A third of this 300-kilometre route on Cape Breton Island winds through Cape Breton Highlands National Park, where stunning views of the churning Atlantic Ocean, waterfalls, wildflower-filled meadows and the preserve’s rugged namesake peaks lure visitors out of their cars.
Visit in fall, and the fiery foliage only adds to the jaw-dropping spectacle, while moose, black bears, coyotes, and bald eagles can be spotted year-round.
The region is also renowned for its fiddle-fuelled Acadian and Celtic music, with kitchen parties liable to break out at any moment.
These tuneful outbursts are especially spirited and numerous during the week-long Celtic Colours International Festival in early October, with concerts, art shows and seasonal banquets spread right across Cape Breton.
If it’s the feel of soft sand between your toes that calls to you, you won’t want to miss the shapely dunes of Pomquet Beach Provincial Park.
Then there’s the inimitable scent of that salty sea air. You’re sure to get a face full of it while paddling a kayak, steering a sailboat, or embarking on one of the region’s many whale-watching cruises.
Where there’s sea air there’s seafood.
The dozens of eateries along the Cabot Trail are best known for serving lobster and snow crab, with options ranging from roadside diners to fine-dining restaurants.
The common theme is freshness: ask locals when the catch of the day came in, and they’ll probably give you a time, not a date.
Likewise, there’s an even better chance you’ll have heard of this breathtaking 230-kilometre highway connecting Banff and Jasper, two of Canada’s best-known national parks. But it just feels wrong to leave it off any list of spectacular Canadian road trips (don’t forget to check out our Ultimate Jasper Ski guide and Ultimate Banff Ski Guide).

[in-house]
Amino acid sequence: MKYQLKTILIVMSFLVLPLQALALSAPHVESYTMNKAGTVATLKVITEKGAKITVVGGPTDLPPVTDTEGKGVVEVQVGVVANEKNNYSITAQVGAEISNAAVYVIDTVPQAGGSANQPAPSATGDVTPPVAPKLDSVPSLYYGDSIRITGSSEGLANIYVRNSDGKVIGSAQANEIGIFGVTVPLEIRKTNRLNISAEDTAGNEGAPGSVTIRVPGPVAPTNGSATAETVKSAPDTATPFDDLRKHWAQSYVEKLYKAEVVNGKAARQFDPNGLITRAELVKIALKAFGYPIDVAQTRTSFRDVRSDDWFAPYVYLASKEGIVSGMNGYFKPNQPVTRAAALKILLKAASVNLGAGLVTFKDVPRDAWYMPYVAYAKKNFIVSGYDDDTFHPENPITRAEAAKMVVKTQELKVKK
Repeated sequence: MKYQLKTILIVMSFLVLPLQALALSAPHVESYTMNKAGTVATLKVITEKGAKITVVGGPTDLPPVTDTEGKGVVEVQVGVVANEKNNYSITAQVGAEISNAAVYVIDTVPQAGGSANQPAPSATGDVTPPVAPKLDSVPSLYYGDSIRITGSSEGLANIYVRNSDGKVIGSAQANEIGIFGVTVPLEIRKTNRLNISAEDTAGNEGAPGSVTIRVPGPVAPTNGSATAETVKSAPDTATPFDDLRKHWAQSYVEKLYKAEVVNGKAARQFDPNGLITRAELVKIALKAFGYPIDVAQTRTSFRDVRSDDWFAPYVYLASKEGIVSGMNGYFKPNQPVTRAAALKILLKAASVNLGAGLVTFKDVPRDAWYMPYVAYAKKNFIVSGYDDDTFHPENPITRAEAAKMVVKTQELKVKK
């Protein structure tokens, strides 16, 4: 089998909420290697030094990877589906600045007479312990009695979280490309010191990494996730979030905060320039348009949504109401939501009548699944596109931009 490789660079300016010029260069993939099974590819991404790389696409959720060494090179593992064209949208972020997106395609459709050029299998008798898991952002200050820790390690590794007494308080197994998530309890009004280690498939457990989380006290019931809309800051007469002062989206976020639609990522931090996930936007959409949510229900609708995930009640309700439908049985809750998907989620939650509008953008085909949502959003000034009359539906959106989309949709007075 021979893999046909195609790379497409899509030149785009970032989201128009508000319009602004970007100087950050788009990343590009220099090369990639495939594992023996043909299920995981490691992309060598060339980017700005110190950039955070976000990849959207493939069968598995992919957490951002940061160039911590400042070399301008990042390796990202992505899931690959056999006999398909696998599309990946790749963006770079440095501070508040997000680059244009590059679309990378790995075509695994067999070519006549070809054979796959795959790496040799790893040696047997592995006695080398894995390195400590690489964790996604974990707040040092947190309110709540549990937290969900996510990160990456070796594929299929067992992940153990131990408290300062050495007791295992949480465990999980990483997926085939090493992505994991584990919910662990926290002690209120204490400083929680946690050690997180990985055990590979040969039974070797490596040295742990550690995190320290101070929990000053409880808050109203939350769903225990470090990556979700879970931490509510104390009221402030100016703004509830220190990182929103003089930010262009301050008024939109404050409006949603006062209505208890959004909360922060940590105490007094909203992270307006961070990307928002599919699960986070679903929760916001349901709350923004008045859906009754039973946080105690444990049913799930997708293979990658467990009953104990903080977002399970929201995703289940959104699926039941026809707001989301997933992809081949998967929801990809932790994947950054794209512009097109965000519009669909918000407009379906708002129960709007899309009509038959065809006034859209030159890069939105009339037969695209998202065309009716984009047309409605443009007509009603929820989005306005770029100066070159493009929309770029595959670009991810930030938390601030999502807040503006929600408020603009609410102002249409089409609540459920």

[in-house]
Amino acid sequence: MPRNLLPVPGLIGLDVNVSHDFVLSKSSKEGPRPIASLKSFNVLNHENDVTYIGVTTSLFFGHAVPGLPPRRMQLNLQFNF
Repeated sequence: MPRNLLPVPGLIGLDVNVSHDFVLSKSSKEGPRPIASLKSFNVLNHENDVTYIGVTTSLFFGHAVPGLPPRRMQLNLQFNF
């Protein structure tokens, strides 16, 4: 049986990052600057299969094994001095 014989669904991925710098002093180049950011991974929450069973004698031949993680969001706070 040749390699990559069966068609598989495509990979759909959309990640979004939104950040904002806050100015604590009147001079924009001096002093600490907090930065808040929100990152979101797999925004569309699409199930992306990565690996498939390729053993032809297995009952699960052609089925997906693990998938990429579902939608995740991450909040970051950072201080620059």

Gazing out your car window, you’ll see Crowfoot Glacier sprawl across the flank of its namesake peak. Within minutes, Peyto Lake will shimmer into view, languishing below Bow Summit, the parkway’s highest point.
Then there’s the Weeping Wall, where frozen meltwater from Cirrus Mountain decorates a towering cliff face. In short, it seems like a scenic rest stop or lookout awaits you around every turn.
And to cap it all off there’s the Athabasca Glacier, a six-kilometre-long ice sheet flowing out of the city-sized Columbia Icefield, where you can swap your rented ride for a tractor-tired Terra Bus.
Starting from the Icefields Interpretive Centre, the 56-passenger coaches lumber up the glacier, stopping to let visitors step out onto the ice and take in views that only experienced mountain climbers could safely appreciate otherwise.
A few minutes further north you’ll find the Glacier Skywalk, an audacious cantilevered structure that juts out from cliffs lining the parkway and affords prime views of the waterfall-lined Sunwapta Valley, Snow Dome peak and Mount Andromeda.
If these vistas don’t grab your attention, you simply need to look down; the Skywalk’s floor is made of transparent glass, which makes it seem like you’re stepping into thin air.
For more on road-trip adventures in Canada, check out these reads below: